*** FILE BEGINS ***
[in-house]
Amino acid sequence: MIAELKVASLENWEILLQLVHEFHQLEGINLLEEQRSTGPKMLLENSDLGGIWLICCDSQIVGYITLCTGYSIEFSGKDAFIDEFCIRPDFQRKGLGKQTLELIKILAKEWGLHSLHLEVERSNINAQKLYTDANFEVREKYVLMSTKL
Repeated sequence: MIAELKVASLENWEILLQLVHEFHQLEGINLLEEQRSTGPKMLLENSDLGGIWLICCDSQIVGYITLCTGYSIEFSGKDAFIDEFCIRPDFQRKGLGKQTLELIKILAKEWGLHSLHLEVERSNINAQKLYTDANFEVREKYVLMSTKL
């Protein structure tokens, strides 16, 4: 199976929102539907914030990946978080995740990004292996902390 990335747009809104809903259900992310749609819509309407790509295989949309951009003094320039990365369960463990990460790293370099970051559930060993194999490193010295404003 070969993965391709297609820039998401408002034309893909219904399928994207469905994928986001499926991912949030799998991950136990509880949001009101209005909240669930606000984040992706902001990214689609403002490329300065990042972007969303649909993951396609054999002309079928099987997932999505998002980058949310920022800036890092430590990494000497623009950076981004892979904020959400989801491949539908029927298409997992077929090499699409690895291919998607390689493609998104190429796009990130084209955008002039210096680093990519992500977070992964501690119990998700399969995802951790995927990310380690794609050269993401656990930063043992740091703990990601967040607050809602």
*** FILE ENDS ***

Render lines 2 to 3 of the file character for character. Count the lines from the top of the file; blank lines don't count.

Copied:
Amino acid sequence: MIAELKVASLENWEILLQLVHEFHQLEGINLLEEQRSTGPKMLLENSDLGGIWLICCDSQIVGYITLCTGYSIEFSGKDAFIDEFCIRPDFQRKGLGKQTLELIKILAKEWGLHSLHLEVERSNINAQKLYTDANFEVREKYVLMSTKL
Repeated sequence: MIAELKVASLENWEILLQLVHEFHQLEGINLLEEQRSTGPKMLLENSDLGGIWLICCDSQIVGYITLCTGYSIEFSGKDAFIDEFCIRPDFQRKGLGKQTLELIKILAKEWGLHSLHLEVERSNINAQKLYTDANFEVREKYVLMSTKL